4) In the first Beetle Bailey strip, Mort Walker gives us a gag possible only in a comic strip; and in the second, he makes one of his rare comments on our contemporary military predilection. Brian Crane often commits agile word play in Pickles, and these two releases are exquisite treats of that order. And in Rudy Park at the bottom of the page, Darrin Bell (his real name) and Theron Heir (not his real name) take up the burning issue of the day—the inexplicable popularity of vampires. The discussion here of the mysterious attraction vampires hold for “chicks” is prolonged the next day when Rudy, eager, as always, to attract chicks, asks a chick why chicks dig vampires. And she says: “They’re forbidden. Immortal. They have unimaginable strength. They visit at night, bringing wisdom and sensuality. And if they don’t take out the trash or mow the lawn, you can burn them to death with sunlight.” A day or so later, vampires are again the subject when the fat old lady Sadie Cohen attacks popular culture’s “glorifying” of vampires: “Have we forgotten that these creatures kill, feed off human flesh, and, most of all, belittle the aging process? I can get livid even about things that don’t actually exist,” she finishes, but Rudy has the last word: “Your anger is immortal,” he says.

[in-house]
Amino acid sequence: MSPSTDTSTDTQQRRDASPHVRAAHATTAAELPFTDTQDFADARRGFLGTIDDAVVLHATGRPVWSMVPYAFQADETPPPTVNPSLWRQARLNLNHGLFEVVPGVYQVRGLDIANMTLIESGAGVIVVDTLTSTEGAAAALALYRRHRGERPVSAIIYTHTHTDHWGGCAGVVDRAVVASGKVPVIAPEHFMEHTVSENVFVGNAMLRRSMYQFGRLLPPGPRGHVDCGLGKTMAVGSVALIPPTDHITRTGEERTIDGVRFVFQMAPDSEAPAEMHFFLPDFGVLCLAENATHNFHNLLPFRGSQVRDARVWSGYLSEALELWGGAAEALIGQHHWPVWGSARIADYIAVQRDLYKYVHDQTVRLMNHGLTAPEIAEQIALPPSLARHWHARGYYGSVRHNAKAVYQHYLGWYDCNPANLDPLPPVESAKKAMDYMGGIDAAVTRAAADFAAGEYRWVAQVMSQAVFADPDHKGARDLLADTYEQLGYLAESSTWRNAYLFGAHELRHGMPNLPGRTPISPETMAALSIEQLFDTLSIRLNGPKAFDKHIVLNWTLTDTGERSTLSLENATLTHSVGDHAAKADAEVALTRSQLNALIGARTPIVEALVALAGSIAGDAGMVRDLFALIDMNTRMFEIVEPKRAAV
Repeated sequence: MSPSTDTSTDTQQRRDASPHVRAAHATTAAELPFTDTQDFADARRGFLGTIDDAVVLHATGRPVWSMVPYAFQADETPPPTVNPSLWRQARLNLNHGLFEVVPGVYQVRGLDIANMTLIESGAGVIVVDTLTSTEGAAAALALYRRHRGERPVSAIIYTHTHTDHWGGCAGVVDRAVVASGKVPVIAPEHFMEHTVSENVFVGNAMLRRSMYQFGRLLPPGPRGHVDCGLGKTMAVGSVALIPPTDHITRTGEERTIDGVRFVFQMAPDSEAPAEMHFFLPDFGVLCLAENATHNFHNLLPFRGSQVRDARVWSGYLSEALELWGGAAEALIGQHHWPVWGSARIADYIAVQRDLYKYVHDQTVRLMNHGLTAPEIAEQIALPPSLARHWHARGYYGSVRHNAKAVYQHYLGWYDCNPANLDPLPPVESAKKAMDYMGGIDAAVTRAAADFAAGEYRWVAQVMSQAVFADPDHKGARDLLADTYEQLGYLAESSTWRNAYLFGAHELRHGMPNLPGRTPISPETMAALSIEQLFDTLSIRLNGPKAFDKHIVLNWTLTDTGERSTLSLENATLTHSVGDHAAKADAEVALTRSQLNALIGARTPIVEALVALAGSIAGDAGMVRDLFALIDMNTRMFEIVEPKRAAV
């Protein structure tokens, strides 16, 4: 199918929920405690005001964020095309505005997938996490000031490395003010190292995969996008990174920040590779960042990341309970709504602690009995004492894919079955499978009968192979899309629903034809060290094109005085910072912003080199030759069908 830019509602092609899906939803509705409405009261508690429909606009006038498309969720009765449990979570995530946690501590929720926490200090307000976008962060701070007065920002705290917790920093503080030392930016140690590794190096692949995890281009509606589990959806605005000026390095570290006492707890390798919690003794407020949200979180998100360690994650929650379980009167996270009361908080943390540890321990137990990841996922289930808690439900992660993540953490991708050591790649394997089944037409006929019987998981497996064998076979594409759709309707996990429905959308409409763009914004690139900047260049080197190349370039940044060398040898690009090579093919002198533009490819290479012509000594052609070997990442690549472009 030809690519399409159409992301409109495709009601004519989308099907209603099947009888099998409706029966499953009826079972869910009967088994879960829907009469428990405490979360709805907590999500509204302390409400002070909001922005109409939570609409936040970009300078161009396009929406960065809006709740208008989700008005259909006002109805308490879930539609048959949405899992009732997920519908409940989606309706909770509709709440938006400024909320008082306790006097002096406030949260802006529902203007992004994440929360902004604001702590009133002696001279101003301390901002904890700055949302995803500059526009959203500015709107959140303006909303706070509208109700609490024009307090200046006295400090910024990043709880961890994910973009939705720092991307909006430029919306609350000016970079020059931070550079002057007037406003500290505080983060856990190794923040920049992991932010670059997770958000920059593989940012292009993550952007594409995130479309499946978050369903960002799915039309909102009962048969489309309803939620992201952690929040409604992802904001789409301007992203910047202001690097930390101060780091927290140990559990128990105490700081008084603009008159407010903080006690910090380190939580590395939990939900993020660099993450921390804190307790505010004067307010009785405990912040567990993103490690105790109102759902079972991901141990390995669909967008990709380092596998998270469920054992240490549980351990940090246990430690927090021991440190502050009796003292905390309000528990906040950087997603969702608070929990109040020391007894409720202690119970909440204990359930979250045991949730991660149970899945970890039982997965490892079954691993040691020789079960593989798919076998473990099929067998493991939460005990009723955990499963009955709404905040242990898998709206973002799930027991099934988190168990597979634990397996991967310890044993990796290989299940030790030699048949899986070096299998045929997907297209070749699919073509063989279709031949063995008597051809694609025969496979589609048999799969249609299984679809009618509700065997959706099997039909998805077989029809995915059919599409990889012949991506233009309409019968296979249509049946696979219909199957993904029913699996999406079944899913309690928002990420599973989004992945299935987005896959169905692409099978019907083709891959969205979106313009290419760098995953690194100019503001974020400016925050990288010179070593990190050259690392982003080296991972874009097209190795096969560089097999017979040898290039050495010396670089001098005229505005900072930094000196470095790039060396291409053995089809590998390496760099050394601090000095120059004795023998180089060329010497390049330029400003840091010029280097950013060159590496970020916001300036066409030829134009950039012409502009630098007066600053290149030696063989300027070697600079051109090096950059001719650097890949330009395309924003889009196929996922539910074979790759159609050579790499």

The old bat has wandered off the ranch a little: vampires don’t feed off human flesh—it’s zombies that do that. But the point of this diatribe, to which I am slowly wending, is to ponder the apparently sudden appeal in our society of vampires and zombies. Perhaps the subject is not entirely gratuitous in Rudy Park: after all, Uncle Mort has returned from the dead, so maybe we should have expected more than occasional references to the living dead. Still, this episode was an unusual instance of such a ghoulish subject invading the funnies (except, as we’ll see shortly, in that comical strip about a vampire, Scary Gary). The funnies are clearly the last hold-out in popular media. Woody Harrelson’s horror-comedy “Zombieland” topped the weekend’s box office take October 2-4 with an estimated $25 million, proving, if it needed further proof, that we’re a nation fixated on flesh eaters and blood suckers. Novelist Stephenie Meyer’s Twilight series has sold 42 million copies since 2005 and the film version has grossed more than $382 million since its release a year ago. Then we have the HBO tv series, “True Blood,” a big hit on cable-tv (the second most-watched series ever, behind “The Sopranos”) with DVD sales leading the pack last summer. And more people, according to Brian Truitt at USA Weekend, “watched the debut episode of CW’s ‘The Vampire Diaries’ than any premiere in the network’s history.” And the racks of funnybooks are festooned with the undead. So it’s a comfort to know that zombies have now landed on the funnies pages of the nation’s newspapers, initiating the medium into the fang-menacing fold.